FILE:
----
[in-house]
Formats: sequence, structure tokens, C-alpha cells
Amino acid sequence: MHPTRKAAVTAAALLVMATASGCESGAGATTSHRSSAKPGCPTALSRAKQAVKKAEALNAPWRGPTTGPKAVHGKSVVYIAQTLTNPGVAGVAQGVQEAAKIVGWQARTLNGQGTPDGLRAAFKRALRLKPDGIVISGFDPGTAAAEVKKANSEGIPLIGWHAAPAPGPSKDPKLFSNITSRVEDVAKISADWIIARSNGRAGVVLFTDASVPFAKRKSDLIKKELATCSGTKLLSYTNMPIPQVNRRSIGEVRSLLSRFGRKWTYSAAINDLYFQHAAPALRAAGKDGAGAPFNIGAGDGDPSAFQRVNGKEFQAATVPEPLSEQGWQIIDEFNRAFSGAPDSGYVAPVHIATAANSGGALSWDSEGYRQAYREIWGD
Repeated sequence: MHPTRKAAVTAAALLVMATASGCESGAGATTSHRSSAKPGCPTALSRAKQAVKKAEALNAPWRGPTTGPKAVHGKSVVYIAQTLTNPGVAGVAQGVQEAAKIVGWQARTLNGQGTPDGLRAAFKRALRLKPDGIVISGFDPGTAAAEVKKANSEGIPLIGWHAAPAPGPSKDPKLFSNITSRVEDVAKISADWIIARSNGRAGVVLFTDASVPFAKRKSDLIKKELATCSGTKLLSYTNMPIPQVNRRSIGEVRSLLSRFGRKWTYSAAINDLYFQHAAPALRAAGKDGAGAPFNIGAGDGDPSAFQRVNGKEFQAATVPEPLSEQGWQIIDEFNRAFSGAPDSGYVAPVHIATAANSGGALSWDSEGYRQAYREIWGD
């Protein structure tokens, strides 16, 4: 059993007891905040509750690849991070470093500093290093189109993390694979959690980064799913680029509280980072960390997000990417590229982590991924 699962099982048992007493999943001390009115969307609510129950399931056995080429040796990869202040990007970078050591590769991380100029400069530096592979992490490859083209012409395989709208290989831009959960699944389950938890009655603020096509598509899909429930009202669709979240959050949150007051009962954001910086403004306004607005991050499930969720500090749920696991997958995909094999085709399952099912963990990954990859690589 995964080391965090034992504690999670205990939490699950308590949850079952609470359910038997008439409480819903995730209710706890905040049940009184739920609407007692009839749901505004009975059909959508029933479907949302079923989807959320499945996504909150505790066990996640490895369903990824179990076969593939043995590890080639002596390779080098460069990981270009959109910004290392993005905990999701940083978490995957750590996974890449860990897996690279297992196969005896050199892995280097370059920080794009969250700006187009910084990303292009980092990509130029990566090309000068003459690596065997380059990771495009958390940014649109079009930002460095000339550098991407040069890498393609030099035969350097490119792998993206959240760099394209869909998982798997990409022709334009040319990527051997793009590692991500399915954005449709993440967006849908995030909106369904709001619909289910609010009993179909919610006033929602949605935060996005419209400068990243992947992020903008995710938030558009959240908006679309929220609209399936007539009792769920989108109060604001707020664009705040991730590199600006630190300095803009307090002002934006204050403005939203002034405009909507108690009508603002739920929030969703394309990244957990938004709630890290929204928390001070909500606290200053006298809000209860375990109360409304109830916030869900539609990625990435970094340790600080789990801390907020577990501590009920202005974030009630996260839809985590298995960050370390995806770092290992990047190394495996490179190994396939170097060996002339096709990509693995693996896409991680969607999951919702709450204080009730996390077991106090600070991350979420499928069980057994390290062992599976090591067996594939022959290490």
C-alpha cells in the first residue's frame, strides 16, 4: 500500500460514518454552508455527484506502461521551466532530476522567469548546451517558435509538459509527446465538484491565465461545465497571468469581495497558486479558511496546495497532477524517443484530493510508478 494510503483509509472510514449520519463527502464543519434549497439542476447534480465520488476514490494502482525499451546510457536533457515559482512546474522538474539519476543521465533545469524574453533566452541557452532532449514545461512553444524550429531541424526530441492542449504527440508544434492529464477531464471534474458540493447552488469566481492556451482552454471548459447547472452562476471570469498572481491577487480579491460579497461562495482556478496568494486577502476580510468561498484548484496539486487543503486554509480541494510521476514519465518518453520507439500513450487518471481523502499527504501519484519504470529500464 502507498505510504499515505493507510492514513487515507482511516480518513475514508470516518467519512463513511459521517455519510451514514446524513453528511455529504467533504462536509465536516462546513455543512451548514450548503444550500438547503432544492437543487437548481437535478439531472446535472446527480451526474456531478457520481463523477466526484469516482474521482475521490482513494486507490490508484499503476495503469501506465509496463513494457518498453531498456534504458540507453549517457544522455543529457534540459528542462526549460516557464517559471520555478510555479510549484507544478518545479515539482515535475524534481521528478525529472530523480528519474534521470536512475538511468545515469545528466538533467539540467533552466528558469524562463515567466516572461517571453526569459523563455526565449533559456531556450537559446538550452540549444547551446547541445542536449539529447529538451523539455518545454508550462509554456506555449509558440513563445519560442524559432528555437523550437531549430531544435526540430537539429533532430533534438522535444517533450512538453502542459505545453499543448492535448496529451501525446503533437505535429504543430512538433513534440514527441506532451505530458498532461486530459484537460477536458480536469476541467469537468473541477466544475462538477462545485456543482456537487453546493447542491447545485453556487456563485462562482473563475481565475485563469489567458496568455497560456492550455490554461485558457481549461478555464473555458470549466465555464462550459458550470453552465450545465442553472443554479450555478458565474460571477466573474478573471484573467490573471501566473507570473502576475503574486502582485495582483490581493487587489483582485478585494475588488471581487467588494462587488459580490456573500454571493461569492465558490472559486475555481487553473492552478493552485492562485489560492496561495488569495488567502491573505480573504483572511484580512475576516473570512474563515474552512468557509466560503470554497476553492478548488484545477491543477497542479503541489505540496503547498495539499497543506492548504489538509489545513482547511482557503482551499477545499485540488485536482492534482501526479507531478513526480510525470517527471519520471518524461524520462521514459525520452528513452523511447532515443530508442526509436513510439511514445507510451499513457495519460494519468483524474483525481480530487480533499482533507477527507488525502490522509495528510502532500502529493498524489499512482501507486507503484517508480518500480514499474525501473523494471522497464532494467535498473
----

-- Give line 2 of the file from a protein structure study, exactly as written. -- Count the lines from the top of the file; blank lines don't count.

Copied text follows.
Formats: sequence, structure tokens, C-alpha cells